Purchasing laser safety protection is impacted by if the laser is continuous or pulsed. Below, we illustrate that although the average power of a laser may be the same, a pulsed laser has peaks that require more protection (as it becomes necessary to protect from the peaks).
Continuous Wave Lasers are defined as having a pulsed length > 0.25s. The calculation is relatively simple, and all that is needed is the average power of the laser.
Repetitive Pulse Lasers have higher peak energies and therefore are more complicated to calculate a Maximum Permissible Exposure (MPE). To determine the MPE with a repetitive pulse laser, you must have the following:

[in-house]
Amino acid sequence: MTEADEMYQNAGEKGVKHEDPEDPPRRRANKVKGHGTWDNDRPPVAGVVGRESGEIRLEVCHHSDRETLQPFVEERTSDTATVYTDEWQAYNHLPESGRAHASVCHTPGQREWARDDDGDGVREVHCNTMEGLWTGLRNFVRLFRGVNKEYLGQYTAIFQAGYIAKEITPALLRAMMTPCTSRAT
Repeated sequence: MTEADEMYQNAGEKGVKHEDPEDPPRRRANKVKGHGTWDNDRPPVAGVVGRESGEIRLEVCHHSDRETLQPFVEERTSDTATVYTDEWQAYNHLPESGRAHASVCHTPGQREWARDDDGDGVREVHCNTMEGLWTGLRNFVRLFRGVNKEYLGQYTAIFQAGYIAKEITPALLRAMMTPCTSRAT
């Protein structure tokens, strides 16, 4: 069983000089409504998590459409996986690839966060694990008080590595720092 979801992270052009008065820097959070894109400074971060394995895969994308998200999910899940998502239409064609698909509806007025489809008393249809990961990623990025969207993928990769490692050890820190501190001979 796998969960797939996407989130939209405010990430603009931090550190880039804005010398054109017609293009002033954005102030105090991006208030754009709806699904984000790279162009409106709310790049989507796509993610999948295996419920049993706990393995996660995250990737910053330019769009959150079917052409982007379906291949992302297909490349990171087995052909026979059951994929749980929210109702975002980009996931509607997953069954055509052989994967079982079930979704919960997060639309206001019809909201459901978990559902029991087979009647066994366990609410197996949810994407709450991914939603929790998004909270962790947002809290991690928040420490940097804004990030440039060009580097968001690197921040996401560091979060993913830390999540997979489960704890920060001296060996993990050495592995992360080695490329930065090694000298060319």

- Wavelength (measured in nm, µm)
- Pulse repetition frequency (F – measured in Hertz or Hz)
- Duration of a single pulse or pulse width (time – measured in seconds or s)
- Energy per Pulse (J)
Find below the four types of lasers (defined by pulse frequency) mentioned in EN guidance.
Continuous Wave (cw) with constant average power.
Pulsed Length: > 0.25 seconds
I: Pulsed: short single or periodic energy emission
> 1µs to 0.25s
R: Giant Pulsed: very short single or periodic energy mission
1 µs to 1ns
M: Mode locked.
< 1 ns (pico and femtosecond)